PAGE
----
Lee Friedlander: Nudes

July 25–October 8, 1991

MoMA

Installation view of Lee Friedlander: Nudes at The Museum of Modern Art, New York. Photo: Mali Olatunji

An exhibition of fifty-two photographs of female nudes by the American photographer Lee Friedlander has been selected from Friedlander’s forthcoming book, Nudes. Although some of these pictures have been exhibited previously, this is the first time this body of work has been shown together. Lee Friedlander: Nudes presents black-and-white photographs taken over the past thirteen years, ranging from intimate portraits to abstract figure studies. Using a hand-held camera and a flash, Friedlander photographs his subjects at close range, often framing the image to focus on a torso or limbs. The models are depicted standing, seated, or reclining in domestic settings. Occasionally the subjects are photographed so closely that they appear abstract, recalling the work of several modern artists. In one, for example, a woman reclining on a sofa is so foreshortened that her legs taper off, and she appears to float, as if in a painting by Marc Chagall. In others, the extreme proximity of a hip or breast recalls the work of Jean Arp or Constantin Brancusi.

Although Friedlander’s nudes follow in the photographic tradition of Bill Brandt, Harry Callahan, and Edward Weston, they differ from more classical interpretations of the nude in their unflinching realism. Friedlander allows the viewer to recognize each subject as an individual by the appearance of a beauty mark, for example, or her own unique anatomy. Similarly, unlike the neutral settings favored by the earlier photographers, Friedlander’s models are depicted in mundane surroundings—a worn sofa, a rumpled bedspread, a shag carpet—heightening the originality of these images.

While undeniably candid, the nudes are described with the same complexity and disinterest as Friedlander’s earlier photographs of urban landscapes and American monuments. Exhibition organizer John Szarkowski writes, “The qualities of generosity and openness, and the habit of continual exploration—of logical extemporization enlivened by an unassuming audacity—have produced pictures that persuade us not that the world is simpler and neater than we thought or feared, but that it is more richly and rewardingly complex. In the present remarkable case he has produced nudes which are simultaneously carnal and friendly.”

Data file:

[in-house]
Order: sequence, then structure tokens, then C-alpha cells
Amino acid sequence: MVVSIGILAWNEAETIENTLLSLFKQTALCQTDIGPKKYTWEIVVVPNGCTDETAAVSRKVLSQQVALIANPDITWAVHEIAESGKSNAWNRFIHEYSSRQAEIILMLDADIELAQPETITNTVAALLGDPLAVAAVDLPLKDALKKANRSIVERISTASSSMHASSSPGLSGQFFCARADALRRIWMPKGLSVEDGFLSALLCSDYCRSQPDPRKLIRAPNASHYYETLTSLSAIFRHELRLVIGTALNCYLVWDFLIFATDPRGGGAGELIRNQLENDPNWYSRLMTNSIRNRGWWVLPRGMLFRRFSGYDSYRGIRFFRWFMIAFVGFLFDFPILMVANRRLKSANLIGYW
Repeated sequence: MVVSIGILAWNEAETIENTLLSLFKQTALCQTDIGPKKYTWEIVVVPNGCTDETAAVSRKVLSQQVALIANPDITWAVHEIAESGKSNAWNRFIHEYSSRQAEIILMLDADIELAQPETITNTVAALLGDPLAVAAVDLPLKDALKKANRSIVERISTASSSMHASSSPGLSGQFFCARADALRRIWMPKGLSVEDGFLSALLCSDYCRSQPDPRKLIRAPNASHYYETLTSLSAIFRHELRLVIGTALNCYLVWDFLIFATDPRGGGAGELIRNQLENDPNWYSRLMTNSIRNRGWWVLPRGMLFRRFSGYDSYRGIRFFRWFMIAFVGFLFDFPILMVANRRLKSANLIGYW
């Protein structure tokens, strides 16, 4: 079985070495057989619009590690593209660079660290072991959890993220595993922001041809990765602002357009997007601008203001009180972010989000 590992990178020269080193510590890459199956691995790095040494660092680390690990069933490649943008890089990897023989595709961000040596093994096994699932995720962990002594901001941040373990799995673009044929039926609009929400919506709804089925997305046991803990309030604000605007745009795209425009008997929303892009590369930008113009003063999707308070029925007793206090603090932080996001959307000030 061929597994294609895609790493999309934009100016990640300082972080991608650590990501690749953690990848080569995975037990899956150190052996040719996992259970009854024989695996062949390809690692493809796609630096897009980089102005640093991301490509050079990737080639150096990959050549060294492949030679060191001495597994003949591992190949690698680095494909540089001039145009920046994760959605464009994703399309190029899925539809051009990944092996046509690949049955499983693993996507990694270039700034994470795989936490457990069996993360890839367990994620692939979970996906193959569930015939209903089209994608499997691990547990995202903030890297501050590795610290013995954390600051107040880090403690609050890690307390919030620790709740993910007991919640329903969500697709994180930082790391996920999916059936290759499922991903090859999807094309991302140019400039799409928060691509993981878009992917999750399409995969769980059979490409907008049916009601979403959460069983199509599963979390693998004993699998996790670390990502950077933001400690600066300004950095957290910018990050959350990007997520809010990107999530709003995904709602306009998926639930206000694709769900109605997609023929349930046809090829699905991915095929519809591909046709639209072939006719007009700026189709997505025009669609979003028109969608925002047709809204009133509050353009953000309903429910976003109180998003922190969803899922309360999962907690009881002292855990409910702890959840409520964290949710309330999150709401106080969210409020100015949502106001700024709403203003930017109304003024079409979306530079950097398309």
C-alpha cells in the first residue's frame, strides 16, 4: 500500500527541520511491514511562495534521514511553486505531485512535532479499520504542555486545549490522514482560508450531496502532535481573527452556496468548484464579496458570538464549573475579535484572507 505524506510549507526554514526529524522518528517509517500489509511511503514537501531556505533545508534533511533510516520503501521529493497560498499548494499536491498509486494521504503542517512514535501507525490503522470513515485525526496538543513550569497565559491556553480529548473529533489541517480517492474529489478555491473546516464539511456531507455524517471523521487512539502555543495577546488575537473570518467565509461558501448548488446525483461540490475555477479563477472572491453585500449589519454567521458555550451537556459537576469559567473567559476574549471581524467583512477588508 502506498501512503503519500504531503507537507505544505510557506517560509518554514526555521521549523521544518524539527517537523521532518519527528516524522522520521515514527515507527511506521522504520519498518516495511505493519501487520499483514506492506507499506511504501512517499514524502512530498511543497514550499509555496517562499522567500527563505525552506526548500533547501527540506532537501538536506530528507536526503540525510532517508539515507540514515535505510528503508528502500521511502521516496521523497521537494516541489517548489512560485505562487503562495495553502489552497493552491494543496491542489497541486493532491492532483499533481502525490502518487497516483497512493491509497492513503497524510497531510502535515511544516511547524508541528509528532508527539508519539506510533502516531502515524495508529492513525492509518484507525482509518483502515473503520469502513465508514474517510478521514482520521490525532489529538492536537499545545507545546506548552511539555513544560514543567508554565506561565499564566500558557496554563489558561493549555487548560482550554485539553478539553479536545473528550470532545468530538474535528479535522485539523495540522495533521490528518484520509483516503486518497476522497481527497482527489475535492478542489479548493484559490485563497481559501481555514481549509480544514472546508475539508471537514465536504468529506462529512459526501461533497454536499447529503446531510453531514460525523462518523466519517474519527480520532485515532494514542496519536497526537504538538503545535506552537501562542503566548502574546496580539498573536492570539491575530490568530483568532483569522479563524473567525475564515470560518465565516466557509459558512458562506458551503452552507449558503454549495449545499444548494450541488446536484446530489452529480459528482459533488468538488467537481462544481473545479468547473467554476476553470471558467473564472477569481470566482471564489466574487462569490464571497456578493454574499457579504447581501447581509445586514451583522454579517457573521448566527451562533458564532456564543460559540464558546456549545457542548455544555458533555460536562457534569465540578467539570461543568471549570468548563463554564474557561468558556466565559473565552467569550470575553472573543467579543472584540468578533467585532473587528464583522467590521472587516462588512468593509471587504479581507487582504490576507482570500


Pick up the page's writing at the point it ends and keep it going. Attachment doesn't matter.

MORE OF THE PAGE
Born in 1934 in Aberdeen, Washington, Lee Friedlander studied photography at the Art Center School, Los Angeles. In 1967 he was included, along with Diane Arbus and Garry Winogrand, in The Museum of Modern Art’s landmark exhibition, New Documents. Friedlander is the recipient of numerous awards, including fellowships from the John Simon Guggenheim Memorial Foundation and the National Endowment for the Arts. A major retrospective of his work, Like A One-Eyed Cat: Photographs By Lee Friedlander 1956–1987, was organized by the Seattle Art Museum in 1989 and toured several cities.

Organized by John Szarkowski, consulting director, Department of Photography.

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